We recently went on a robust road trip (three part) out to Carrizozo and Oscura.
Let’s now venture south and west of Oscura. On this trip, we will checkout what the country along the Union Pacific mainline south of Oscura has to offer. It was of course the Southern Pacific during the era of my layout set in Roswell in the early 1990s. I loved exploring this area during the Southern Pacific era. It is filled with mystery and beauty. During this series, I will share only a few of the highlights that exist between Oscura and White Sands.
Stop one is the Bureau of Land Management’s Three Rivers Petroglyph Site. The Three Rivers Petroglyph Site is just off the Union Pacific main line about 16 miles south of Oscura and 28 miles south of Carrizozo, New Mexico. The now Union Pacific main line (former SP) is 4 miles west of the site. One can see and hear action on the main line from the site. I recall seeing a few Southern Pacific freights ease across the horizon to the west during visits to the site.
It is just a fantastic site to visit.
From the Bureau of Land Management’s website–
The Three Rivers Petroglyph Site is one of the few locations in the Southwest set aside solely because of its rock art. It is also one of the few sites giving visitors such direct access to petroglyphs. The number and concentration of petroglyphs here make it one of the largest and most interesting petroglyphs sites in the Southwest. More than 21,000 glyphs of birds, humans, animals, fish, insects and plants, as well as numerous geometric and abstract designs are scattered over 50 acres of New Mexico’s northern Chihuahuan Desert. The petroglyphs at Three Rivers, dating back to between about 900 and 1400 AD, were created by Jornada Mogollon people who used stone tools to remove the dark patina on the exterior of the rock. A small pueblo ruin is nearby and Sierra Blanca towers above to the east.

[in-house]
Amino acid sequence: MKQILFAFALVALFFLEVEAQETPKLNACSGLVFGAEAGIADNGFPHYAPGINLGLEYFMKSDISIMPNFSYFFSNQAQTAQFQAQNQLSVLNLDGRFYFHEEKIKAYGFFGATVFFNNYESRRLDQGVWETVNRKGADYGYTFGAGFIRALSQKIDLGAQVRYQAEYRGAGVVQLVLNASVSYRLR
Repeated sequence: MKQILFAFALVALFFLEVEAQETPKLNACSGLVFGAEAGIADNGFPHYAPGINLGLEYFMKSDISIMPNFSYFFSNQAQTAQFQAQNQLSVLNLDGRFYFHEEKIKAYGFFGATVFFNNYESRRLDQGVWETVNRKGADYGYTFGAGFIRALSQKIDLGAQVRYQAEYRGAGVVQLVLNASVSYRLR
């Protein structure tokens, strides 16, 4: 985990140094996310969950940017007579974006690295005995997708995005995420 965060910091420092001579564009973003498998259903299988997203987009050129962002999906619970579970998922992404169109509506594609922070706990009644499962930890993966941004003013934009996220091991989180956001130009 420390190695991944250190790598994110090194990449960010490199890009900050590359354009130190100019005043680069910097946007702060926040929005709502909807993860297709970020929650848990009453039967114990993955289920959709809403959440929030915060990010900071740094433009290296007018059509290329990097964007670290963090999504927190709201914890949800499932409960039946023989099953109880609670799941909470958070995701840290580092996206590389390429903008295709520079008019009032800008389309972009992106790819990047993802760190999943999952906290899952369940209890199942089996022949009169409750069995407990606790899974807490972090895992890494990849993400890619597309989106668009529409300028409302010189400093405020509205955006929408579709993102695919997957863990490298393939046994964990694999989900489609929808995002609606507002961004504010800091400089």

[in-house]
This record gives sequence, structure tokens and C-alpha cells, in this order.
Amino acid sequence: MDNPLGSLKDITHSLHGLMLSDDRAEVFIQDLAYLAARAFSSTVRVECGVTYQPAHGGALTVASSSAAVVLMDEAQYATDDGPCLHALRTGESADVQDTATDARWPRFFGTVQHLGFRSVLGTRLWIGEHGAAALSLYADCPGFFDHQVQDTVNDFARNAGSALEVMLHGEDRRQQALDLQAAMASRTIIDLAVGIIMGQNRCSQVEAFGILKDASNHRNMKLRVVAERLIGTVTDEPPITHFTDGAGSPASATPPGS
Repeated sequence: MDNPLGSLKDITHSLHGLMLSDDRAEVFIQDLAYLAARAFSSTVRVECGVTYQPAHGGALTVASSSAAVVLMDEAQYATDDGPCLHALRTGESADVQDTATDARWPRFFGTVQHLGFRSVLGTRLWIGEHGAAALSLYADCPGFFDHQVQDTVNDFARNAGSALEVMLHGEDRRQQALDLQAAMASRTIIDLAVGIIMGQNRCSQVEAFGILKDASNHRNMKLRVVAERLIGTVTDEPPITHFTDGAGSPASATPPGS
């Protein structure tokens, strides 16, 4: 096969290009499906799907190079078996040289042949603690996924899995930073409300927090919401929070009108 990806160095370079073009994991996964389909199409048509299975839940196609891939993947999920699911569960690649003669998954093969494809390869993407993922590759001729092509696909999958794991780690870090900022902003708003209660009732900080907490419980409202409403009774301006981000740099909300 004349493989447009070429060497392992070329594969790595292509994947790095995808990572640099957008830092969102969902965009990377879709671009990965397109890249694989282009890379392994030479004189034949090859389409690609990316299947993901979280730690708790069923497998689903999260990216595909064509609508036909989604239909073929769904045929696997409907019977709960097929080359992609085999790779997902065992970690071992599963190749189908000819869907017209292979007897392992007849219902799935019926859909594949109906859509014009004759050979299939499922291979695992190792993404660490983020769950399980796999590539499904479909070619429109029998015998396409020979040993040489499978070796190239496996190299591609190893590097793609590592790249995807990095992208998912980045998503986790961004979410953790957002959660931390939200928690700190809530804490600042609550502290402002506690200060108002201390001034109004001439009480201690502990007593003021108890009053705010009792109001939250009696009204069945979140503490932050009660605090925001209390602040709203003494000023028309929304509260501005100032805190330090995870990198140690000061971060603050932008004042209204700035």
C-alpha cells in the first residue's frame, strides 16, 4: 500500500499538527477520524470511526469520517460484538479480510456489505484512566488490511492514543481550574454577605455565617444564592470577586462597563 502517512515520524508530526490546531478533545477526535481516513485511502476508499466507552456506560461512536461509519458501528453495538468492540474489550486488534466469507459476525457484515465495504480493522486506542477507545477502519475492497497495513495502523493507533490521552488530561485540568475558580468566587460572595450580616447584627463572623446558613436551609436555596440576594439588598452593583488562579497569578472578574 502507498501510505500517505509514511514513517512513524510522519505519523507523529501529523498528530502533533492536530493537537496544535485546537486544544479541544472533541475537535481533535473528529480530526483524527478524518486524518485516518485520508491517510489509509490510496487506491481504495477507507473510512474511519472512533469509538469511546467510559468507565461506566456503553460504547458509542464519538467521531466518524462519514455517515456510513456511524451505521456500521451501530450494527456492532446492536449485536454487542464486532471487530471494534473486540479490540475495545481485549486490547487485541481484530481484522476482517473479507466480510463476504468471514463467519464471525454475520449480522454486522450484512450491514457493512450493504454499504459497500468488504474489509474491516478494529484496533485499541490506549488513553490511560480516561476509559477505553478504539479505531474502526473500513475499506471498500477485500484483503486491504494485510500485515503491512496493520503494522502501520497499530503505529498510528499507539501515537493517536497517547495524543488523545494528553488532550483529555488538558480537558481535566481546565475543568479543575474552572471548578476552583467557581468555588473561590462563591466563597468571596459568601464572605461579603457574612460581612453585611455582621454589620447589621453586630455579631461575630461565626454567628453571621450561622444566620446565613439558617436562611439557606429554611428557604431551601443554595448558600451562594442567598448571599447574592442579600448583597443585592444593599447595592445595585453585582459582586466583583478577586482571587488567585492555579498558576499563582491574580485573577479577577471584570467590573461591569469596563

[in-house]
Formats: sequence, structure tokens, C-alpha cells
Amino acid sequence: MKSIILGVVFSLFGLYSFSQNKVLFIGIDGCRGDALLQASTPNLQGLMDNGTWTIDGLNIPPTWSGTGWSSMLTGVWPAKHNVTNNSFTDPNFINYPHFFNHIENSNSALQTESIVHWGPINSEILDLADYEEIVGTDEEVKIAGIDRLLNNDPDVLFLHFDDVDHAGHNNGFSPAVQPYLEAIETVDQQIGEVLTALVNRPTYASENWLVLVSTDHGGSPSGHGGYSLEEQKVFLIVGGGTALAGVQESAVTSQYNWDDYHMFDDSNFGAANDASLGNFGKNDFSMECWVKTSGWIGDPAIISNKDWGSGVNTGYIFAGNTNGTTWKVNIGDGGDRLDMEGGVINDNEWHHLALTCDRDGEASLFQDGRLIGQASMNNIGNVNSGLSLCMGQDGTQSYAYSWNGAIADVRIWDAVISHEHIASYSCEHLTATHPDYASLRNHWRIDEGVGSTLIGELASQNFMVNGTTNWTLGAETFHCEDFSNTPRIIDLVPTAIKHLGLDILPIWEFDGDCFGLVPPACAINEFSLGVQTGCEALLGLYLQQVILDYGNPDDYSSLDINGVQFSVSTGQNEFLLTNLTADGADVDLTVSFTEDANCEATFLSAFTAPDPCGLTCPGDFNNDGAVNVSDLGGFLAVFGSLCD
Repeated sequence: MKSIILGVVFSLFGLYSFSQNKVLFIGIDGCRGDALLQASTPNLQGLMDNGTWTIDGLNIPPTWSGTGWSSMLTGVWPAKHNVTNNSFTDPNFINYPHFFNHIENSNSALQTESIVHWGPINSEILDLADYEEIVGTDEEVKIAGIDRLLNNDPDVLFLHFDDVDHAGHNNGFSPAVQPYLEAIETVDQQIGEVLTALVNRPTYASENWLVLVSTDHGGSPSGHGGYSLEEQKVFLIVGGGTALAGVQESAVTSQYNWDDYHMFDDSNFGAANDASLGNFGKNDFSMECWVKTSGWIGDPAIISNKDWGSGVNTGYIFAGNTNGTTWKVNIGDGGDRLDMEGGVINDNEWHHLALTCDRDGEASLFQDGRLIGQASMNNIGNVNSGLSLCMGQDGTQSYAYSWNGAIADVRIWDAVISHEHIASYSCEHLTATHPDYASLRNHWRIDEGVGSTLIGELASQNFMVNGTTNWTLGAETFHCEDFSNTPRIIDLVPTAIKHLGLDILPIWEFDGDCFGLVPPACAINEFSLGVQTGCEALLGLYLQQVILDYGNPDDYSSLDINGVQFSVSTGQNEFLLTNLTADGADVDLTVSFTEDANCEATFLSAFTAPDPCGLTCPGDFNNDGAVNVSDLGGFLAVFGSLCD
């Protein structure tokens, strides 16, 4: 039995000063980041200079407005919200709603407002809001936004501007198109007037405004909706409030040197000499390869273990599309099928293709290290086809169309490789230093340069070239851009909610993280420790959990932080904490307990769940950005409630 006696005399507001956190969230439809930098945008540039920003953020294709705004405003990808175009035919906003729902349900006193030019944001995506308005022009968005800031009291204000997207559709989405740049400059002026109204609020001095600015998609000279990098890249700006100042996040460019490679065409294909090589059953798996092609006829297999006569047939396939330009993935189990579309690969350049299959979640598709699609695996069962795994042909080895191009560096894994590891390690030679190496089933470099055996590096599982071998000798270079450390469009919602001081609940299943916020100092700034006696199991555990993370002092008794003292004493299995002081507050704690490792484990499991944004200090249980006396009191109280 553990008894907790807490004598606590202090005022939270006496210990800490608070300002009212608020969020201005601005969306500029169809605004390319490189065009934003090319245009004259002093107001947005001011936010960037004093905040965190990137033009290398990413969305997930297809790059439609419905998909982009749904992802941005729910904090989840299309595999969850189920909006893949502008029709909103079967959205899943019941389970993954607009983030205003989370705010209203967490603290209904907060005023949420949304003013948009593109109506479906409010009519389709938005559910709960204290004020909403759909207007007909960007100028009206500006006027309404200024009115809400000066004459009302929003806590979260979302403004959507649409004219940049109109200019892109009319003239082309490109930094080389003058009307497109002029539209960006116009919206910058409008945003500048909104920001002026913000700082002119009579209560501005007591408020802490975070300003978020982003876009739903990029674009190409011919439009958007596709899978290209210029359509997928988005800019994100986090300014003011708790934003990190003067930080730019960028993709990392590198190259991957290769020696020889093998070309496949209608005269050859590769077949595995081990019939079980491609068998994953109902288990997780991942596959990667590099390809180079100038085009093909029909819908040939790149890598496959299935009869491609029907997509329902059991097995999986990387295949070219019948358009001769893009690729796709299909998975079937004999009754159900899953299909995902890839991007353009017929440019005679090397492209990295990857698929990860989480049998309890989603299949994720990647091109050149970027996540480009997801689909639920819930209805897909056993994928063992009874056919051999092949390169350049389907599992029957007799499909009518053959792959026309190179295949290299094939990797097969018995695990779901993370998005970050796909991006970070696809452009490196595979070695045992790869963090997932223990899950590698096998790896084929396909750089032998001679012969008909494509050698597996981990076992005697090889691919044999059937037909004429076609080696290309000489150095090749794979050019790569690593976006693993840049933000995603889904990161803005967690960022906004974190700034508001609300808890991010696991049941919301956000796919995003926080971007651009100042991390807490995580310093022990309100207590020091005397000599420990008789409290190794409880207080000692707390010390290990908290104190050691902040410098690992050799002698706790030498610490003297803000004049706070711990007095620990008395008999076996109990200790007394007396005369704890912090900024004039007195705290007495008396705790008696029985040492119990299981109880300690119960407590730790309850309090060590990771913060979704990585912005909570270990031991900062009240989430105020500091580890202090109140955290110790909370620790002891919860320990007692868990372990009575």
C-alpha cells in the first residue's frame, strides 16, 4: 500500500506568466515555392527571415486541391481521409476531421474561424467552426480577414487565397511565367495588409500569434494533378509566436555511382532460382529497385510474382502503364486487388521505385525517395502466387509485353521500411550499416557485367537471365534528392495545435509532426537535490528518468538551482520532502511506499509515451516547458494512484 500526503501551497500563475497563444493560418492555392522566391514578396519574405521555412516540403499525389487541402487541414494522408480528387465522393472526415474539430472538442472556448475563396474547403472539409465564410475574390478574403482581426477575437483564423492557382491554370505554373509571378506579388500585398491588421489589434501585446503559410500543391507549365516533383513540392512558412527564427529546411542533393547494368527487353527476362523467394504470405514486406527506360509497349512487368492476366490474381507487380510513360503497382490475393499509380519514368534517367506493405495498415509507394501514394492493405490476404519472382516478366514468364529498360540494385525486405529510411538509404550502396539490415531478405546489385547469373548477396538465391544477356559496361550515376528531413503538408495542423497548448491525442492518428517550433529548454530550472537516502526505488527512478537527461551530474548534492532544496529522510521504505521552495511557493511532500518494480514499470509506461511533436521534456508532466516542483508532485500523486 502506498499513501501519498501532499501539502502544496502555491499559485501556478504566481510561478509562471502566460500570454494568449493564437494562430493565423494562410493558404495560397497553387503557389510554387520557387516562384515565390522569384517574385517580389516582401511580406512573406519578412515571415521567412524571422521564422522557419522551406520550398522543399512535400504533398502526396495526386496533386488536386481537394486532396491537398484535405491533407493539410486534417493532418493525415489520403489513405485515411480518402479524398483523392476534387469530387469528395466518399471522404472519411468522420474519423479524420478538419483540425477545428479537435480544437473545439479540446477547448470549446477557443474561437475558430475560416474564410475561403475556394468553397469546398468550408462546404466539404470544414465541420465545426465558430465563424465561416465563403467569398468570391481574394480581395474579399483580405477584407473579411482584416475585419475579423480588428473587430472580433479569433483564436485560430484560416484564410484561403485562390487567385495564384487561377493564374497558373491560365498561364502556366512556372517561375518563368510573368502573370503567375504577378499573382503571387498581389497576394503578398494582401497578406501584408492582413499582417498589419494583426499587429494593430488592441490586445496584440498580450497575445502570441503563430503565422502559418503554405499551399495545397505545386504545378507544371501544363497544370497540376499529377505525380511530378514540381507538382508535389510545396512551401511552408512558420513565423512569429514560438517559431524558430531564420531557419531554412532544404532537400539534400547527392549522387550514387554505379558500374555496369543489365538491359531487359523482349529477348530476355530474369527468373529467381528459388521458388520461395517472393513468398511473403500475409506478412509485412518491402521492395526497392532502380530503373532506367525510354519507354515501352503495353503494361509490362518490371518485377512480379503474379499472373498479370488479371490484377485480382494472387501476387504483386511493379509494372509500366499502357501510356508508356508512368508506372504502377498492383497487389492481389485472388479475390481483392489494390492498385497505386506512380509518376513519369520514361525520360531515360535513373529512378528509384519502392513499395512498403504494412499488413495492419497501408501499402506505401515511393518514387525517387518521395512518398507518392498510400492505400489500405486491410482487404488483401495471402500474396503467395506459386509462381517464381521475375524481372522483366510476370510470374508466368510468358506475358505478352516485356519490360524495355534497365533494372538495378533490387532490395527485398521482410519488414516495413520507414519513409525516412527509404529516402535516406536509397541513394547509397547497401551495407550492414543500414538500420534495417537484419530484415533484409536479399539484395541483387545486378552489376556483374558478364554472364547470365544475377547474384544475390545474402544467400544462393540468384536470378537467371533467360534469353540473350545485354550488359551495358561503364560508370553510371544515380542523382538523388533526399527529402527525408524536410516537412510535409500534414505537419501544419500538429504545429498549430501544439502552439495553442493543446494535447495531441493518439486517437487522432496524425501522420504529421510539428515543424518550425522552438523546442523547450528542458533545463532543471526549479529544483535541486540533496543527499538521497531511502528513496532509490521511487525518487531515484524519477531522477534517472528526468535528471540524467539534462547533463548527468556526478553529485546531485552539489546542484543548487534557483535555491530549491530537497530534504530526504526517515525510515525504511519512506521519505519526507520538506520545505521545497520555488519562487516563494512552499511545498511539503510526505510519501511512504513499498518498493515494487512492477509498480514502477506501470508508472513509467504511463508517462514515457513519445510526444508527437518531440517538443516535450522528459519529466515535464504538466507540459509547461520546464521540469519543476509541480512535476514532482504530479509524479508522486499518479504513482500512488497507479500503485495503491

A half-mile trail begins at the visitor shelter and links many fascinating petroglyphs. A shorter trail leads to the remains of a Mogollon village, whose inhabitants were likely responsible for the petroglyphs. It is thought the site was used about 400 years.
Hope you enjoyed this visit and of course please be filled with reverence if you visit in person to ensure we don’t deny our grandchildren’s children the opportunity to connect with this site just as it is today.
In Part II, we will visit a pistachio farm set in a beautiful location down in Alamogordo and an abandoned (rail-served) sawmill. Both were mandatory stop overs whenever I was in the area.